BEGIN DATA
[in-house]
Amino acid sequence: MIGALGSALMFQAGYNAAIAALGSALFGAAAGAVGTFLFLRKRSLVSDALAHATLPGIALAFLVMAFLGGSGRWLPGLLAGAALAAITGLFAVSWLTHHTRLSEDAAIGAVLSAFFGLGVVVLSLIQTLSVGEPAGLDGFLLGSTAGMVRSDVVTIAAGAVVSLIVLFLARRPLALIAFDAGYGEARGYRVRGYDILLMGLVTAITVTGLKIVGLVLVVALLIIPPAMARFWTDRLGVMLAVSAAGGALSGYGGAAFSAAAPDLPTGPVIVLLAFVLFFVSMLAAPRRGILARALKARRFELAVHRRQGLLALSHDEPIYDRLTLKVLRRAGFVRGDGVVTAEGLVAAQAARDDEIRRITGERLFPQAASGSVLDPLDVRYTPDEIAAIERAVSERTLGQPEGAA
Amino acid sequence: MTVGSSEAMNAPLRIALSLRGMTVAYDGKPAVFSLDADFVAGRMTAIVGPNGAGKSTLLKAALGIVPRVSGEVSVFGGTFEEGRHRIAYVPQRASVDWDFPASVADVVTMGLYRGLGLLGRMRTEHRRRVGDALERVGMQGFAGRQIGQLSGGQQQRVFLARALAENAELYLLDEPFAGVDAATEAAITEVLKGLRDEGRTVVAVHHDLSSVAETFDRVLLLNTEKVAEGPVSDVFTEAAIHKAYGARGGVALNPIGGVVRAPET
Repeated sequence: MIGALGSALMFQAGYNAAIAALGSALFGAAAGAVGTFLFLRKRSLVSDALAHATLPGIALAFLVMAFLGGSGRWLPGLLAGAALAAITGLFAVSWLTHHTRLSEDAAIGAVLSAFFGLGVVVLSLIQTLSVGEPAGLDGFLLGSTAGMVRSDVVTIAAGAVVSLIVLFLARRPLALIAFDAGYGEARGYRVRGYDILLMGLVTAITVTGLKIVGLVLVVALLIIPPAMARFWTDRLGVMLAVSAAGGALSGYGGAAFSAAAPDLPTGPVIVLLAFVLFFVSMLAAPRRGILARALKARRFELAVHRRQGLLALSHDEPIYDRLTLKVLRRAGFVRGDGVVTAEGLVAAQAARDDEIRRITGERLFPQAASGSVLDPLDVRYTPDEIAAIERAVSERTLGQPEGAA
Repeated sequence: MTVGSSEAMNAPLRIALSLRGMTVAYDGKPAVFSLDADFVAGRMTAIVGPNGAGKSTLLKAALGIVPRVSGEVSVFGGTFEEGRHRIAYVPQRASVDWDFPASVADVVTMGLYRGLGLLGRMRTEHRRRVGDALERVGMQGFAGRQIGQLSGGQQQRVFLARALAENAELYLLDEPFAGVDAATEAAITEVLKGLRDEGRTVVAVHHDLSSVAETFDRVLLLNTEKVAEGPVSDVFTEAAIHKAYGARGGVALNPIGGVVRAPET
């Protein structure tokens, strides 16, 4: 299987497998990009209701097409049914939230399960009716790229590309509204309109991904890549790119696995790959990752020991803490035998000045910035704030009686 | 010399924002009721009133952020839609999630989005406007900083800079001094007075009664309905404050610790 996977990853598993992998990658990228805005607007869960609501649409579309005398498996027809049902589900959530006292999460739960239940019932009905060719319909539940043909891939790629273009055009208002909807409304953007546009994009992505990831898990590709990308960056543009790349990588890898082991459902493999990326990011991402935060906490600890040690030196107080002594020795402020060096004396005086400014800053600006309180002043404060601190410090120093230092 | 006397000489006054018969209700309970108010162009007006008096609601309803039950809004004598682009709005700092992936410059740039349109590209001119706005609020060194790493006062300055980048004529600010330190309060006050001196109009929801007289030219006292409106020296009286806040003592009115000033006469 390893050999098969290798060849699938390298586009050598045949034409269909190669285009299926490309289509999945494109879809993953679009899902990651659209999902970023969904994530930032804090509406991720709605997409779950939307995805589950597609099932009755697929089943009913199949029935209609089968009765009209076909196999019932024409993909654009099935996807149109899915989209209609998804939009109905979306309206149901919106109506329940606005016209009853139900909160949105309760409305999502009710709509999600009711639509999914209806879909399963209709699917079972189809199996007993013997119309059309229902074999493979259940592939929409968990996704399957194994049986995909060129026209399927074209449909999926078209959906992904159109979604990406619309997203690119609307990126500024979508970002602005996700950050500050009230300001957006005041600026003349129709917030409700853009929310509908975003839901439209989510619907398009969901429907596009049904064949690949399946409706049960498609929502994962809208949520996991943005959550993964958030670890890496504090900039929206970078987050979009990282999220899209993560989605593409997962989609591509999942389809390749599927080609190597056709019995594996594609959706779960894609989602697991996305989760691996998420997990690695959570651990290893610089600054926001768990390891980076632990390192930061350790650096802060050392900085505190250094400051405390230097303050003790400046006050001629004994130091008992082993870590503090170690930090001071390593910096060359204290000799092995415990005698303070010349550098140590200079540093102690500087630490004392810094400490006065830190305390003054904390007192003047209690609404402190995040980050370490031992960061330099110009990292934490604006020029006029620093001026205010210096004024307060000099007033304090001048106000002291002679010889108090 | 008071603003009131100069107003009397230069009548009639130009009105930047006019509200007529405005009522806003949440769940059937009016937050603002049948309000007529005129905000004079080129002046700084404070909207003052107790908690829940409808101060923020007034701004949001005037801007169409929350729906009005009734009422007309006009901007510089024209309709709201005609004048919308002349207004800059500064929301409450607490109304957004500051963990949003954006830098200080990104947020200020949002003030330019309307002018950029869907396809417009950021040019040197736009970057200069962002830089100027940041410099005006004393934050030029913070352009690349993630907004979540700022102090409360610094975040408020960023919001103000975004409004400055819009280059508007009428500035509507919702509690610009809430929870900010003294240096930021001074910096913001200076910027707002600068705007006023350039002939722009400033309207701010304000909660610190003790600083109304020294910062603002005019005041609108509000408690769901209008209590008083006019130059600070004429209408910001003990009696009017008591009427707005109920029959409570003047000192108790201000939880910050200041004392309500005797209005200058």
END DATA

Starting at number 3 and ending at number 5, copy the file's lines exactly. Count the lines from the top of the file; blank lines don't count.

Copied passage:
Amino acid sequence: MTVGSSEAMNAPLRIALSLRGMTVAYDGKPAVFSLDADFVAGRMTAIVGPNGAGKSTLLKAALGIVPRVSGEVSVFGGTFEEGRHRIAYVPQRASVDWDFPASVADVVTMGLYRGLGLLGRMRTEHRRRVGDALERVGMQGFAGRQIGQLSGGQQQRVFLARALAENAELYLLDEPFAGVDAATEAAITEVLKGLRDEGRTVVAVHHDLSSVAETFDRVLLLNTEKVAEGPVSDVFTEAAIHKAYGARGGVALNPIGGVVRAPET
Repeated sequence: MIGALGSALMFQAGYNAAIAALGSALFGAAAGAVGTFLFLRKRSLVSDALAHATLPGIALAFLVMAFLGGSGRWLPGLLAGAALAAITGLFAVSWLTHHTRLSEDAAIGAVLSAFFGLGVVVLSLIQTLSVGEPAGLDGFLLGSTAGMVRSDVVTIAAGAVVSLIVLFLARRPLALIAFDAGYGEARGYRVRGYDILLMGLVTAITVTGLKIVGLVLVVALLIIPPAMARFWTDRLGVMLAVSAAGGALSGYGGAAFSAAAPDLPTGPVIVLLAFVLFFVSMLAAPRRGILARALKARRFELAVHRRQGLLALSHDEPIYDRLTLKVLRRAGFVRGDGVVTAEGLVAAQAARDDEIRRITGERLFPQAASGSVLDPLDVRYTPDEIAAIERAVSERTLGQPEGAA
Repeated sequence: MTVGSSEAMNAPLRIALSLRGMTVAYDGKPAVFSLDADFVAGRMTAIVGPNGAGKSTLLKAALGIVPRVSGEVSVFGGTFEEGRHRIAYVPQRASVDWDFPASVADVVTMGLYRGLGLLGRMRTEHRRRVGDALERVGMQGFAGRQIGQLSGGQQQRVFLARALAENAELYLLDEPFAGVDAATEAAITEVLKGLRDEGRTVVAVHHDLSSVAETFDRVLLLNTEKVAEGPVSDVFTEAAIHKAYGARGGVALNPIGGVVRAPET